California Mexicans, too, played a major part in the mining operations during this first year, coming in parties from several rancheros with Indian servants to do digging in the mines. The gold fields appeared to be the place where a young son of a now-impoverished family of gente de razon (generally phenotypically white persons of Spanish or Mexican descent or those who could trace their ancestry to important families) might recoup his family’s fortune.
But trouble did not take long to begin. The relative peace of the early part of 1849 did not last when Americans and Europeans arrived in great numbers. The Yankee, initially so eager to listen to the Mexicans and Chileans for mining instructions, began to organize against all racial, national and ethnic groups which offered potential competition in San Francisco and in the mines.
By September 1849, a Bay Area newspaper advertised “none but Americans allowed” on the North and Middle Forks of the Stanislaus River (“San Francisco Alta California,” Sept. 18, 1849). Violence did not break out, however, until December of that year and January of the next, when a clash developed between Chileans and Yankees in the Calaveras diggings.
Hostilities against the dark-skinned Latin Americans were not confined to the mines. In the summer of 1849, the “Hounds,” a group of ruffians in San Francisco, were formed ostensibly for mutual assistance in times of distress and danger. Actually, however, the Hounds group was organized to shield its members against prosecution and arrest. The Hounds directed their attacks against Chileans and other Latin Americans, “who were beaten and maltreated in a most shameful manner, and whose tents and shacks were robbed and burned” (Cross, 1935:18).
As relations deteriorated further between Latins and Yankees, rationalizations in defense of their respective positions turned to demagogic rhetoric. Those of Latin American descent argued that they were resented by Yankees or Anglos because their superior Mexican and Chilean mining skills enabled them to find the richest deposits, thus giving them the competitive edge; furthermore, they argued that newcomers were often of criminal classes or of crude social standing. They felt that this quality of the newly-arriving Anglos was corrupting relations between the two peoples whose relatively friendly cooperation had been proven up until the fall of 1849.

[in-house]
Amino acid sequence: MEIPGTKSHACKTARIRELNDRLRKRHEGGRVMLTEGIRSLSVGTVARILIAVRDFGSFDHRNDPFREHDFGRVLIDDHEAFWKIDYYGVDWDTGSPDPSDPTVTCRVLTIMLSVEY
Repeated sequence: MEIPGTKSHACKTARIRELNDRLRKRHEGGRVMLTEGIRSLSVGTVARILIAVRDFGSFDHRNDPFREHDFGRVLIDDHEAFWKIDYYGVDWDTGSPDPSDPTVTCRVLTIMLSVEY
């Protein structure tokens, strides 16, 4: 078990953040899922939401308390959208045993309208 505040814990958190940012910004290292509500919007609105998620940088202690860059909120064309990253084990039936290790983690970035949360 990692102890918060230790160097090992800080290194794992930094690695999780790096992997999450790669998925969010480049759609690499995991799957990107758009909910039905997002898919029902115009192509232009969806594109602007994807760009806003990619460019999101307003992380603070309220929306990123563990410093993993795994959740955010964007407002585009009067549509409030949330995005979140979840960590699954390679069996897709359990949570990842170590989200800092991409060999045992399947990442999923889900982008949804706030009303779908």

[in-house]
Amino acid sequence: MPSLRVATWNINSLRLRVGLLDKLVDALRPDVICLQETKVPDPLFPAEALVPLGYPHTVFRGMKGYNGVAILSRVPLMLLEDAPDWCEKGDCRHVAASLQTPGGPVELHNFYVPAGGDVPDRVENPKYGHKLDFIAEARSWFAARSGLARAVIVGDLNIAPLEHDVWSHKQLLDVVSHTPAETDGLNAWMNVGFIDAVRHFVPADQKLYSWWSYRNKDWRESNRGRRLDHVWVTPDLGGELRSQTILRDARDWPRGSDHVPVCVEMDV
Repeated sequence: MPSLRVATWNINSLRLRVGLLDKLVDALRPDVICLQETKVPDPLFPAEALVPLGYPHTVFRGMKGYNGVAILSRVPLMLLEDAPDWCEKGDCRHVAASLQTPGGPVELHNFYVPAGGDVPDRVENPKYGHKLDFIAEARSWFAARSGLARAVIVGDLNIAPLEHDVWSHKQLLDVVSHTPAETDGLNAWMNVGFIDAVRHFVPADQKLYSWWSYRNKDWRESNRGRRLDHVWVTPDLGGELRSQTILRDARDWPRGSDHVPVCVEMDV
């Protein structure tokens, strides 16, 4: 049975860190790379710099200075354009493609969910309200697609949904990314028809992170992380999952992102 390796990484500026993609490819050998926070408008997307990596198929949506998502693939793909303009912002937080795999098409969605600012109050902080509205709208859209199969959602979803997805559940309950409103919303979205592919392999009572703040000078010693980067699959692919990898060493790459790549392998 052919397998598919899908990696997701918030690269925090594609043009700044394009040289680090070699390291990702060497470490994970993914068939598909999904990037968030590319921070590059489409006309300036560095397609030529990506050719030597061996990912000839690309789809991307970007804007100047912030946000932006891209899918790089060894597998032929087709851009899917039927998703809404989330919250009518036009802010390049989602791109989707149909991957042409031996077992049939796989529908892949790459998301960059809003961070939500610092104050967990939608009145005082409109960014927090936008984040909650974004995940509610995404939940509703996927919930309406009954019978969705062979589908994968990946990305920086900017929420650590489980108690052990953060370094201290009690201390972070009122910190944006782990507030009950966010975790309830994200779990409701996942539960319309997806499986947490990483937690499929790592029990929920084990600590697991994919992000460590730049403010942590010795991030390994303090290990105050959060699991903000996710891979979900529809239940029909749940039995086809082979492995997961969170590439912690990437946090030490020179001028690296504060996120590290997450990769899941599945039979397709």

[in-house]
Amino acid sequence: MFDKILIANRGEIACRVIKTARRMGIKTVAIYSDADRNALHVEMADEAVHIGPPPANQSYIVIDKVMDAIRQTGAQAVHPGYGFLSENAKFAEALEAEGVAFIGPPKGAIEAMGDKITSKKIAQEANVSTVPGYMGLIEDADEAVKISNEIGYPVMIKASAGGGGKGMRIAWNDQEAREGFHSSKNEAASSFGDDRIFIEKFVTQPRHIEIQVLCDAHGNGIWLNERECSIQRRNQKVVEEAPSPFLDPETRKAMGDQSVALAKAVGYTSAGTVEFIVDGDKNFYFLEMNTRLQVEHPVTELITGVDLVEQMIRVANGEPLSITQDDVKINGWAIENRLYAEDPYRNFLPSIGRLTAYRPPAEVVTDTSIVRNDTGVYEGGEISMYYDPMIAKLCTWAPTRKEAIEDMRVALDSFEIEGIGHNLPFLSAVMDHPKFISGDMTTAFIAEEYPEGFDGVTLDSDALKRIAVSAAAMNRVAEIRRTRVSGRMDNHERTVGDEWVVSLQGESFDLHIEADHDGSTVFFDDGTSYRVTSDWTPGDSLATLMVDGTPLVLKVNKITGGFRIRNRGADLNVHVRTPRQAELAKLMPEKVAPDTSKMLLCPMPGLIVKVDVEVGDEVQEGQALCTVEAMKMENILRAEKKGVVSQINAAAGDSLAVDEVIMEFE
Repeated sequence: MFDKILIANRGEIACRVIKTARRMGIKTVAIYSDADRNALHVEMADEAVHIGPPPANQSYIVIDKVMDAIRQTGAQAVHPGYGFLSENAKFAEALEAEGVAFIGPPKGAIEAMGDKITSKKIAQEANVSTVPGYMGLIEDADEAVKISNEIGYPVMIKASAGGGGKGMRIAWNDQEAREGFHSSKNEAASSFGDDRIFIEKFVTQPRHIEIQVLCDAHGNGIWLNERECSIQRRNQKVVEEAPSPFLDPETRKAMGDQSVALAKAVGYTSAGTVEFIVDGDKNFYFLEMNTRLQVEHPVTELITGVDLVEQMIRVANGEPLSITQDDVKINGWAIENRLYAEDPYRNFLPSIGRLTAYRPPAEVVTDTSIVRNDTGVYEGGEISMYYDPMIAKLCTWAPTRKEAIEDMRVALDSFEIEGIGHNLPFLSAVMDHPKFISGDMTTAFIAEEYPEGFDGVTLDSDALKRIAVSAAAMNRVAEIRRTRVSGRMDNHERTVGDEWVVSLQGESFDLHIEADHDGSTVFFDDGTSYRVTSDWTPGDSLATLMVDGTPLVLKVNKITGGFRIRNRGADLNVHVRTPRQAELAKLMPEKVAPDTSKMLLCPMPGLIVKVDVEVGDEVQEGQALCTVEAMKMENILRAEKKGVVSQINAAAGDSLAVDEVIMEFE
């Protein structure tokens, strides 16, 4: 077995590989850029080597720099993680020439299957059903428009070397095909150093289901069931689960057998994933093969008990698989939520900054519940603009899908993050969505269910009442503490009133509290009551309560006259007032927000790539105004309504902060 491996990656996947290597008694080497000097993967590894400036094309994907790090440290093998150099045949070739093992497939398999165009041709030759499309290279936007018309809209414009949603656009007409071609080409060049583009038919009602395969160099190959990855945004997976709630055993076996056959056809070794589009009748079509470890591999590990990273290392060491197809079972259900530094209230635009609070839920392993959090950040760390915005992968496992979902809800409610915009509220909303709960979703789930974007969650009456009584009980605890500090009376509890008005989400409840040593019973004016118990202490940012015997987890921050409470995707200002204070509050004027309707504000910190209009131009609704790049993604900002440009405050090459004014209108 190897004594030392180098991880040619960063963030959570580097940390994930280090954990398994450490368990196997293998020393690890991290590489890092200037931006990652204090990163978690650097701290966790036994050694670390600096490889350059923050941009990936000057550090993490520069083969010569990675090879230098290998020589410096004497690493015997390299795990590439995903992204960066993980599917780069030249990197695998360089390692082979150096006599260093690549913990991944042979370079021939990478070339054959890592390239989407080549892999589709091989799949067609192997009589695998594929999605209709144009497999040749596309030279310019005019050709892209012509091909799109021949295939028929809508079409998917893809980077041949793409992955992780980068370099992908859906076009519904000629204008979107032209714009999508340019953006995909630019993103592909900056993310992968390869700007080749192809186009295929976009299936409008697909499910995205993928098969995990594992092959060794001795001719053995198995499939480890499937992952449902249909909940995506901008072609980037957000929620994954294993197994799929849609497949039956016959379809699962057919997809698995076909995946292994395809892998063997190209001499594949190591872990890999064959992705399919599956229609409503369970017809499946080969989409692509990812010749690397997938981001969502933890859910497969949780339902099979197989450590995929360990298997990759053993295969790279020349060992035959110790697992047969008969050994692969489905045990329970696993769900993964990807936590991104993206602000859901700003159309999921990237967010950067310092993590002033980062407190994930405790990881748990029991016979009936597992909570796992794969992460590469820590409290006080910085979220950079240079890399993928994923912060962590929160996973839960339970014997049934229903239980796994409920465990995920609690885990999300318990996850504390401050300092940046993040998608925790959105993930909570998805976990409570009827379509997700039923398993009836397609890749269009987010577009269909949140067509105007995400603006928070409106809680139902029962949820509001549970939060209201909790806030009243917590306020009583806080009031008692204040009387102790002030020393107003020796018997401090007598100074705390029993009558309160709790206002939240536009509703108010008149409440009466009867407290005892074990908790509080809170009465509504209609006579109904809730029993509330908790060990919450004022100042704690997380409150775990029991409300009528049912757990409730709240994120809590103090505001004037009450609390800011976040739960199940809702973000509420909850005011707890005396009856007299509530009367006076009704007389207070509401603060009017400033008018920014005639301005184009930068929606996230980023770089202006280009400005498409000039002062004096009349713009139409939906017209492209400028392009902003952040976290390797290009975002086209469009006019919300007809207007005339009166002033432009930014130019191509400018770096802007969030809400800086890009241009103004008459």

On the other hand, Yankees voiced their distaste for Mexican Americans and others of Latin American extraction by referring to the latter as “invaders.” These Anglos argued that gold discovered in California belonged to Americans by right of conquest. They alleged that Mexican and Chilean armed bands were about to make assaults on the honest citizenry who were lawfully exploiting the mines. Furthermore, if this “invasion” of foreigners were not checked, these invaders would extend their plunders and become a threat to the rest of the country, gathering the harvests in Connecticut, Ohio or Mississippi (Morefield 1955:12).
Yankee mining agitation forced passage of the Foreign Miners’ Tax of 1850. Many honest Mexicans, Chileans and other foreigners left in droves, but the result of the law was not to keep out the cut-throats, gamblers and thieves of every nation but rather the sober, hard-working ordinary man who could not afford to stay and struggle.
By Sept. 9, 1850, from one-half to three-fourths of all Mexicans were reported to have left the Southern mining area. The effect of this rapid out-migration was felt especially by Anglo businessmen who, by appeals through the press, clamored for repeal of the law. The rhetoric of the press articles in no way acknowledged the crude economic motivations which were the basis for the law’s repeal (“San Francisco Alta California,” March 20, 1851):
“Let our Chilean friends and Mexican neighbors, the Gaul and the Briton, the Celestial and the Kanaka, hombres from the land of Pizarro and Mynkeers from submarine Holland, let them all come and work with us, and become a part of us, full of confidence that justice and policy will never again be so outraged as in that unfortunate law whose death writ the governor has proclaimed.”
Joseph Debro, born Nov. 27, 1928, in Jackson, Miss., and a pillar of Oakland until his death on Nov. 5, 2013, was president of Bay Area Black Builders and of Transbay Builders, a general engineering contractor, former director of the Oakland Small Business Development Center and the California Office of Small Business, co-founder of the National Association of Minority Contractors and a bio-chemical engineer.